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Mol Microbiol. 2007 Aug;65(4):1064-77. Epub 2007 Jul 19.

The tyrosine degradation gene hppD is transcriptionally activated by HpdA and repressed by HpdR in Streptomyces coelicolor, while hpdA is negatively autoregulated and repressed by HpdR.

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1
State Key Laboratory of Microbial Resources, Institute of Microbiology, Chinese Academy of Science, Beijing 100101, China.

Abstract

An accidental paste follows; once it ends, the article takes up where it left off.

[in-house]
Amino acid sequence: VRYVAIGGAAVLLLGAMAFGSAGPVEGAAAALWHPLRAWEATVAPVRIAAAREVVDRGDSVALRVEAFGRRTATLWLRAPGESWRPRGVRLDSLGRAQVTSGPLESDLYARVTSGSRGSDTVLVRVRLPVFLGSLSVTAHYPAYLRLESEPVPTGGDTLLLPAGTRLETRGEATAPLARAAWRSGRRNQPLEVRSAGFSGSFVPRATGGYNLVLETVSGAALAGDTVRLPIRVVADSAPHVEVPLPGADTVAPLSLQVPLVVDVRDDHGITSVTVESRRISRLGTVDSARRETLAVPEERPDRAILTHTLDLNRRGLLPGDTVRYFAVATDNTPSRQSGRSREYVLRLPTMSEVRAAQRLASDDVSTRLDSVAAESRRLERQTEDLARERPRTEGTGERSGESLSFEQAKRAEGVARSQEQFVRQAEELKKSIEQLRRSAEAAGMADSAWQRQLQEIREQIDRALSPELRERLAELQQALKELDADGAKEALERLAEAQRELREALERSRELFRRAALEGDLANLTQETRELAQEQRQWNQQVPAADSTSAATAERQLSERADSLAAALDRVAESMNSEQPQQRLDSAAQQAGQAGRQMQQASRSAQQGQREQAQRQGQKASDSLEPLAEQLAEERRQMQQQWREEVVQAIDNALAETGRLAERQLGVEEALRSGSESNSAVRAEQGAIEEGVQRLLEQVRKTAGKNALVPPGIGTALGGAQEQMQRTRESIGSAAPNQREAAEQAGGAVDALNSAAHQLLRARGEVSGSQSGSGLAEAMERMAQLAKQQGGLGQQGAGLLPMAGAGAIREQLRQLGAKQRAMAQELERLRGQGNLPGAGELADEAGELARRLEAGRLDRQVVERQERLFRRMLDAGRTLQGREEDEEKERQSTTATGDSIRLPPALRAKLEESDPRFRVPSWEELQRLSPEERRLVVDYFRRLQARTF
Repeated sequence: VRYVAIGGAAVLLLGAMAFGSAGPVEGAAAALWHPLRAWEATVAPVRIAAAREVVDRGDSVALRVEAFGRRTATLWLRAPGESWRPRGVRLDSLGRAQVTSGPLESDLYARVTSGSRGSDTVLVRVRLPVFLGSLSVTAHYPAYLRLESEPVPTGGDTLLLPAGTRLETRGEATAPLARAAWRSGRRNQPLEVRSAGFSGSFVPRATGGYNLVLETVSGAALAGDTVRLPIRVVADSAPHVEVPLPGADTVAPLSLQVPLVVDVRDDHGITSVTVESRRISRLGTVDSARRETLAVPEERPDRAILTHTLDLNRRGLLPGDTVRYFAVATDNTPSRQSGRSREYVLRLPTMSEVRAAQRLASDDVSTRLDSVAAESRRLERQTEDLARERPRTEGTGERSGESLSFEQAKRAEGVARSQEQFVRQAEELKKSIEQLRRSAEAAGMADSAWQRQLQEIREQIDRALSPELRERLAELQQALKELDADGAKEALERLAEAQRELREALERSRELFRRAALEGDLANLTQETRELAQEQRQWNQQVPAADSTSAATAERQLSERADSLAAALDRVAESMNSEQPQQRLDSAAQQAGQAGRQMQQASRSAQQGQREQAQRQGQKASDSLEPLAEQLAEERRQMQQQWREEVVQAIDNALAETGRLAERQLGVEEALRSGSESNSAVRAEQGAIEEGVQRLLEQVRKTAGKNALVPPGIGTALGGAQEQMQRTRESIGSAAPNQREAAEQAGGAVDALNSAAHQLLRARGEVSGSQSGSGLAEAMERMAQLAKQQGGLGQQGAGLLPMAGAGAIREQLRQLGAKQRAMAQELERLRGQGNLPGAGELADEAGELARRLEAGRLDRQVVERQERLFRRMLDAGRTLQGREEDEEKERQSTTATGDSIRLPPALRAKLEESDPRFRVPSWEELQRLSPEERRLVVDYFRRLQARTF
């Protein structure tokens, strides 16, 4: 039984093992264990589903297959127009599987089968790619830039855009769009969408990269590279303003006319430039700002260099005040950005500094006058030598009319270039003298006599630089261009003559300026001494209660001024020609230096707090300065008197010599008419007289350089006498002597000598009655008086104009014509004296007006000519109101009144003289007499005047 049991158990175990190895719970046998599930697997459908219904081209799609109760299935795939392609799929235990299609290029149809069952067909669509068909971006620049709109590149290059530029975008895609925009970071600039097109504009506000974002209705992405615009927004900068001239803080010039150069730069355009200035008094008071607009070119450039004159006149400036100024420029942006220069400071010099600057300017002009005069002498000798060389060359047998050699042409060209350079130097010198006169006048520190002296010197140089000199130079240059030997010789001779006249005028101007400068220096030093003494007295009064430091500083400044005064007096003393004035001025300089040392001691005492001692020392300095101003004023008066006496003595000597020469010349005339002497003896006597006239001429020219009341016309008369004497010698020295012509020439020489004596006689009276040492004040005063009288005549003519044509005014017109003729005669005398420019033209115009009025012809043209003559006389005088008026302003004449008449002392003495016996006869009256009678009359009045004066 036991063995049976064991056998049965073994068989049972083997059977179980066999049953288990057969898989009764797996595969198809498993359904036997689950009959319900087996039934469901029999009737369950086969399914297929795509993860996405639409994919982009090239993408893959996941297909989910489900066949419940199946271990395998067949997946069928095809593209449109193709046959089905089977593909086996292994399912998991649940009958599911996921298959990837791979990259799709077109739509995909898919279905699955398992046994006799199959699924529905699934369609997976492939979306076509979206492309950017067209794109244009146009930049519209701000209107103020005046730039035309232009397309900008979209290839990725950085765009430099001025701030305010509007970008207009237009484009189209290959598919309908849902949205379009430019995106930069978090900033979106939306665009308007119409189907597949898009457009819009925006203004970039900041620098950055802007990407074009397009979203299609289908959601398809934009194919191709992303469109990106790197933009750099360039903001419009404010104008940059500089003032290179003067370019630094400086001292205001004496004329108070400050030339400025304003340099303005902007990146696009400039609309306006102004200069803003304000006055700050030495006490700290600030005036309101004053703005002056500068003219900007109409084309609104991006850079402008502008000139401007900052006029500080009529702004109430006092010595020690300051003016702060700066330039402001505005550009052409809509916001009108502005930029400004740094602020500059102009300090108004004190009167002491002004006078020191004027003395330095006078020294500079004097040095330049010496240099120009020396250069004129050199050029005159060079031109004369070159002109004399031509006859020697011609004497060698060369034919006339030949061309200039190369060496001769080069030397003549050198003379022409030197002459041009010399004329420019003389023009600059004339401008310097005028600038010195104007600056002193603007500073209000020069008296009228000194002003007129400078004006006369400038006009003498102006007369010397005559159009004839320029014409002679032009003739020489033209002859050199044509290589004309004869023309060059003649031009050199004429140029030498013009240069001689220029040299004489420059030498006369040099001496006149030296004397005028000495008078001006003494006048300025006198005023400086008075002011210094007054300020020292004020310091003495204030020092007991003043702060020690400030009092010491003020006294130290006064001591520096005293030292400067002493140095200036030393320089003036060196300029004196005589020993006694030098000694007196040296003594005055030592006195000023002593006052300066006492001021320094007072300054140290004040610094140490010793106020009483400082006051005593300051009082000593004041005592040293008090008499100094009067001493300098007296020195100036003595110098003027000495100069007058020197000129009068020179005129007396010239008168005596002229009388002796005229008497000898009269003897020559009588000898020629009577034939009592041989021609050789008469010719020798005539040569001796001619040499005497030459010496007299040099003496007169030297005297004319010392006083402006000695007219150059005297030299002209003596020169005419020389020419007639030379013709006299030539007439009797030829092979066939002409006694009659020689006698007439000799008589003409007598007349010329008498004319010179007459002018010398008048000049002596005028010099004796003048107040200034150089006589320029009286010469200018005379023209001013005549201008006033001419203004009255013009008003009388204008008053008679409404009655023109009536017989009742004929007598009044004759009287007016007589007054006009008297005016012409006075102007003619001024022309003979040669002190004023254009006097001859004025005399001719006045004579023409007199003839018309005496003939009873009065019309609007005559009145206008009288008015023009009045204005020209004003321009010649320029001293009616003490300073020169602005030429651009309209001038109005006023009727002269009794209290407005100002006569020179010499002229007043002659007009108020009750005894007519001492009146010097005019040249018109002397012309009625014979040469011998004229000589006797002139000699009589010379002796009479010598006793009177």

Streptomyces coelicolor produces a brown pigment on nutrient-limited agar medium (Tyr-PM) using l-tyrosine as the sole nitrogen and carbon source. The pigment production is associated with the second step of l-tyrosine catabolism catalysed by 4-hydroxyphenylpyruvate dioxygenase (HppD), which converts 4-hydroxyphenylpyruvate (4HPP) to 2, 5-dihydroxyphenylacetate (homogentisate) to provide the carbon and energy substrates for the growth of S. coelicolor on Tyr-PM. An hppD mutant did not produce brown pigment, and its normal growth was impaired on Tyr-PM. hpdA and hpdR, located close to hppD, were identified as activator and repressor genes for hppD transcription in the presence of tyrosine. hpdA, divergently transcribed from hppD, is negatively autoregulated in the absence of tyrosine, whereas it is repressed by both its own protein and HpdR in the presence of tyrosine. Electrophoretic mobility shift assays and footprinting experiments showed that HpdA and HpdR each bind to an overlapping region spanning the promoters of both hppD and hpdA, and that 4HPP, instead of tyrosine, is the specific ligand modulating the binding patterns and footprints of HpdA and HpdR on the hppD-hpdA promoter region. These results suggested that the transcription of hppD is subject to coarse and fine control by a complex regulatory system.

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